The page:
If you repitched  a dry yeast from a previous fermentation (slurry) with poor aeration, then that could definitely be your issue. While dry yeast reportedly does not need oxygen in its initial use, subsequent generations will most definitely be oxygen deprived and in great need of proper aeration to fully attenuate your next batch of wort.

Hmmmm...if oxygen is used to synthesize sterols needed for yeast reproduction, but you already have a heavy population of yeast cells, do you really need aeration?
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Offline Joe Sr.

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Re: wort makeup and attenuation
« Reply #25 on: January 15, 2016, 04:36:52 PM »
If you repitched  a dry yeast from a previous fermentation (slurry) with poor aeration, then that could definitely be your issue. While dry yeast reportedly does not need oxygen in its initial use, subsequent generations will most definitely be oxygen deprived and in great need of proper aeration to fully attenuate your next batch of wort.

Why would a slurry from an initial pitch of dry yeast be any different from a slurry from a Wyeast pitch?
It's all in the reflexes. - Jack Burton

Offline narcout

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Re: wort makeup and attenuation
« Reply #26 on: January 15, 2016, 05:40:56 PM »
If you repitched  a dry yeast from a previous fermentation (slurry) with poor aeration, then that could definitely be your issue. While dry yeast reportedly does not need oxygen in its initial use, subsequent generations will most definitely be oxygen deprived and in great need of proper aeration to fully attenuate your next batch of wort.

Hmmmm...if oxygen is used to synthesize sterols needed for yeast reproduction, but you already have a heavy population of yeast cells, do you really need aeration?

If you believe in the gospel according to S. Cerevisiae: (i) yeast cells harvested at the end of fermentation have reached quiescence and have low ergosterol and UFA reserves, (ii) ergosterol and UFA reserves help keep cell walls pliable, (iii) low pliability negatively affects the ability of yeast to attenuate extract as it makes it more difficult for nutrients and waste to pass in and out of cells, (iv) since yeast use O2 to synthesize ergosterol and UFA, cells with low ergosterol and UFA reserves have higher O2 demands and benefit from proper aeration/oxygenation.

Not my own knowledge, just paraphrasing...
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Offline brewinhard

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Re: wort makeup and attenuation
« Reply #27 on: January 15, 2016, 05:46:52 PM »
If you repitched  a dry yeast from a previous fermentation (slurry) with poor aeration, then that could definitely be your issue. While dry yeast reportedly does not need oxygen in its initial use, subsequent generations will most definitely be oxygen deprived and in great need of proper aeration to fully attenuate your next batch of wort.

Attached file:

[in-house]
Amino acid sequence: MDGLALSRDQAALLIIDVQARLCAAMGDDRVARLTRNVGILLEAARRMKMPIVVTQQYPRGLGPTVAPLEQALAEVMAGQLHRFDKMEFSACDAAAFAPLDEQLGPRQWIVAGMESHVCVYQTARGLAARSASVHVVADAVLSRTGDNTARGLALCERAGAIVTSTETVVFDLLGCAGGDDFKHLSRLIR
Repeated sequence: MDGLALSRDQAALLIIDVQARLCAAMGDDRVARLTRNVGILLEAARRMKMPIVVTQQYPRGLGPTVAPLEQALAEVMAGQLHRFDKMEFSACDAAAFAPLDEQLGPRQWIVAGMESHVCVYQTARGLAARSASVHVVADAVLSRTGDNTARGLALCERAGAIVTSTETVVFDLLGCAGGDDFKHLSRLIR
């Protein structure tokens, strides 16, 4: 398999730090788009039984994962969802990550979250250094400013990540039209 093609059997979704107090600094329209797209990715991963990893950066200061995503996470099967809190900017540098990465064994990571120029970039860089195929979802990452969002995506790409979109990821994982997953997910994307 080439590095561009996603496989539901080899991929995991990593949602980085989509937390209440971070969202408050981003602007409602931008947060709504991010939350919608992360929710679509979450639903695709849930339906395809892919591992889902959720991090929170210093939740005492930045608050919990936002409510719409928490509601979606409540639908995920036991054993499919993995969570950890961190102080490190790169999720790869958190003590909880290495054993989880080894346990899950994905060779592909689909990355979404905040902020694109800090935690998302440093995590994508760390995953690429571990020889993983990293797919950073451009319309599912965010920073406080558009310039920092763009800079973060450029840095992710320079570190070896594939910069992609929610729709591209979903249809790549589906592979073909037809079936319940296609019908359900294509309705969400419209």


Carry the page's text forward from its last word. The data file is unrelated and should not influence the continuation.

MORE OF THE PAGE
Why would a slurry from an initial pitch of dry yeast be any different from a slurry from a Wyeast pitch?

I don't believe it is.  Both are oxygen deprived and in need of a good healthy dose of aeration.

Offline Joe Sr.

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Re: wort makeup and attenuation
« Reply #28 on: January 15, 2016, 05:52:38 PM »
If you repitched  a dry yeast from a previous fermentation (slurry) with poor aeration, then that could definitely be your issue. While dry yeast reportedly does not need oxygen in its initial use, subsequent generations will most definitely be oxygen deprived and in great need of proper aeration to fully attenuate your next batch of wort.

Why would a slurry from an initial pitch of dry yeast be any different from a slurry from a Wyeast pitch?

I don't believe it is.  Both are oxygen deprived and in need of a good healthy dose of aeration.

OK.  Agreed.  I seemed odd to me that a number of posts kept referencing dry yeast.
It's all in the reflexes. - Jack Burton

Offline brewinhard

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Re: wort makeup and attenuation
« Reply #29 on: January 15, 2016, 05:56:02 PM »
If you repitched  a dry yeast from a previous fermentation (slurry) with poor aeration, then that could definitely be your issue. While dry yeast reportedly does not need oxygen in its initial use, subsequent generations will most definitely be oxygen deprived and in great need of proper aeration to fully attenuate your next batch of wort.

Why would a slurry from an initial pitch of dry yeast be any different from a slurry from a Wyeast pitch?

I don't believe it is.  Both are oxygen deprived and in need of a good healthy dose of aeration.

OK.  Agreed.  I seemed odd to me that a number of posts kept referencing dry yeast.

I thought the OP stated that he had re-pitched a slurry from a dry yeast packet so I was just referencing that.